August: Surcharges for balcony and elevator - almost everywhere

August: Surcharges for balcony and elevator - almost everywhere

Chart of the Month
10.08.2020 Author/s: Dr. Maximilian Schlachter

How do certain apartment characteristics affect the purchase price and rent? This question is relevant for many market participants such as project developers, portfolio owners and property valuers. It can be answered with the help of statistical tools and a corresponding data basis. The results are by no means consistent in the class A cities.

The current chart of the month shows the percentage influence of an elevator and a balcony on the rent or the price of a multi-story apartment.

It is easy to see that the picture is anything but consistent when it comes to the surcharges for balcony and elevator: The price surcharge for an elevator varies both between cities and between condominiums and rental apartments.

Berlin has the highest surcharge for condominiums at 10.63 %, while Cologne, on the other hand, has a slightly negative value of -0.64 %. With regard to the influence of the elevator, however, it should be noted that there may be interactions with other properties such as the number of floors and year of construction. In the case of rental apartments, the fluctuation between cities is much less pronounced.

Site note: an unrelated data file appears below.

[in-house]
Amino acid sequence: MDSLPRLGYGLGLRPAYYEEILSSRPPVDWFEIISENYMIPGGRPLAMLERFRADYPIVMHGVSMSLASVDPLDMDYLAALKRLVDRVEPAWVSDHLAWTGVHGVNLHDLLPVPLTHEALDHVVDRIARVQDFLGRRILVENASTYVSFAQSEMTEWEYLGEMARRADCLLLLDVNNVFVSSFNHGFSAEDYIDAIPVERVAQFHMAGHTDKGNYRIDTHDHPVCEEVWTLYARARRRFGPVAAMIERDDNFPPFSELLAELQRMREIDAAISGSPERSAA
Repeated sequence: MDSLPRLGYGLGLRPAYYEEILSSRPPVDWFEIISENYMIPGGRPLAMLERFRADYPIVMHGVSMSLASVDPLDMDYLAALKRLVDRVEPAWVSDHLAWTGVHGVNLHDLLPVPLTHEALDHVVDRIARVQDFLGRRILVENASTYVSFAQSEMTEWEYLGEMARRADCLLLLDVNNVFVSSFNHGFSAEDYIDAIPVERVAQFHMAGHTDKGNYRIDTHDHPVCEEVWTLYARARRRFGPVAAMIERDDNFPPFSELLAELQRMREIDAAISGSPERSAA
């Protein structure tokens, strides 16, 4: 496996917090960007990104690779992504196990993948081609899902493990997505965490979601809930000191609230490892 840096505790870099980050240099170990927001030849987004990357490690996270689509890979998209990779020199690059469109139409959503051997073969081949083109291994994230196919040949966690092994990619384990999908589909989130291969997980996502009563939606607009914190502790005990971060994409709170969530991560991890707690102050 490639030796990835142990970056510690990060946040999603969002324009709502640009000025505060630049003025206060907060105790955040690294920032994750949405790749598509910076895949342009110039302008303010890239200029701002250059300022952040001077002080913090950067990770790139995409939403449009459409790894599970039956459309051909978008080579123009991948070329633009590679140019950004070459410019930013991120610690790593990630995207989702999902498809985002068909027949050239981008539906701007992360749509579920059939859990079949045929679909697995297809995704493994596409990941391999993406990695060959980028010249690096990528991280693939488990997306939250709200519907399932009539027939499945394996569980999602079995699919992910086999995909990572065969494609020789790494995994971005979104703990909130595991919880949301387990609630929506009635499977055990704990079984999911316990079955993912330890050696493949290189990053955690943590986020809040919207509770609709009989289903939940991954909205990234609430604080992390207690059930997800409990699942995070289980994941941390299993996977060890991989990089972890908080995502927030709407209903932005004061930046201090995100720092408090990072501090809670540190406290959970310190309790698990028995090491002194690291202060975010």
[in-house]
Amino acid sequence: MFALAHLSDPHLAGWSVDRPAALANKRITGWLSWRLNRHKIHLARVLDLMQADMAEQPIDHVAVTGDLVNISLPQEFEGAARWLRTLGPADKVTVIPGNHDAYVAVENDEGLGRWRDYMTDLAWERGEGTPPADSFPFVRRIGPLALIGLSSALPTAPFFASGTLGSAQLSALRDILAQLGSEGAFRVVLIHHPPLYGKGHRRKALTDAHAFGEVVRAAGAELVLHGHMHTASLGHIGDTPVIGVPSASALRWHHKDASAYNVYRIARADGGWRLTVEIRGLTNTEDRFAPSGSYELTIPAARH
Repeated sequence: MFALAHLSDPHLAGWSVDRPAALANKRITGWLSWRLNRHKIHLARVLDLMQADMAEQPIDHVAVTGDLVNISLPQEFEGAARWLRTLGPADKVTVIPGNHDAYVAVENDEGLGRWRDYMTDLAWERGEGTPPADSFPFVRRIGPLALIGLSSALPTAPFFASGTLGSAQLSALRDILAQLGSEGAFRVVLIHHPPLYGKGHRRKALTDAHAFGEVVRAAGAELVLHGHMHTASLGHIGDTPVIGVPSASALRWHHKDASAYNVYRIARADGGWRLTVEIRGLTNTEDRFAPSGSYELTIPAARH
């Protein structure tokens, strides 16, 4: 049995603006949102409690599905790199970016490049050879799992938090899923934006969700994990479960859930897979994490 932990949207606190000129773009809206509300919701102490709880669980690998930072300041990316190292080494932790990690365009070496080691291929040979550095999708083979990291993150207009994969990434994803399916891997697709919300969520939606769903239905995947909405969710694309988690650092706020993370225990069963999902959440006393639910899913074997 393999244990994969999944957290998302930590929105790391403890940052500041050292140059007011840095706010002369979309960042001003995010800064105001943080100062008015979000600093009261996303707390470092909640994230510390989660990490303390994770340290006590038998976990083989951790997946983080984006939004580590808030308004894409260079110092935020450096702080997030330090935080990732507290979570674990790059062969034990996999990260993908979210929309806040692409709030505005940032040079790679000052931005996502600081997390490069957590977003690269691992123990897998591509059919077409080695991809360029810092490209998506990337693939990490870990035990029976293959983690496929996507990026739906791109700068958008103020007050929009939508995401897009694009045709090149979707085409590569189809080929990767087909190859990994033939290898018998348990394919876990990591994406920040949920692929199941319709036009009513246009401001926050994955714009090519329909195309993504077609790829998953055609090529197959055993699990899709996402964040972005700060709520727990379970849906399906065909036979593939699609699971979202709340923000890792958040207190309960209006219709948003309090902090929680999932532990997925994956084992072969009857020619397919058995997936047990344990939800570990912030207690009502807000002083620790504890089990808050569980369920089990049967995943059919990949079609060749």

Higher price premiums for balconies are observed for condominiums compared to rental apartments in all class A cities. However, there are differences of almost four percentage points in the level of the surcharge for class A cities. The picture for the price premium for rented apartments is much more homogeneous. For example, between 3% and 5% more rent is paid for a balcony.

Complex explanatory approaches

A possible explanation for the differences between the cities could be the current market situation in the respective cities. If the housing market is tight and supply is therefore limited, the less the individual property characteristics play a role in the search for property and thus also in pricing.

Further differences can be found in the development structure of the cities themselves. For example, they have different levels of development. And since an elevator is more useful with an increasing number of floors, its price premium should also be higher in a city with a higher development structure. This would explain the high mark-up for Berlin compared to the other cities.

In addition to the pure number of floors, the structure of the development in terms of the different construction periods can also have an influence on prices. For example, properties from the 1960s are more likely to have a balcony than buildings from the Gründerzeit. For real estate as a heterogeneous economic good, these interactions cannot always be completely isolated.

Further studies on property characteristics such as living space, furnishings or condition as well as on location characteristics at the micro and macro level - for example, via the RIWIS database - can provide more transparency in pricing on the property market.


Contact person: Dr. Maximilian Schlachter, project manager at bulwiengesa, schlachter [at]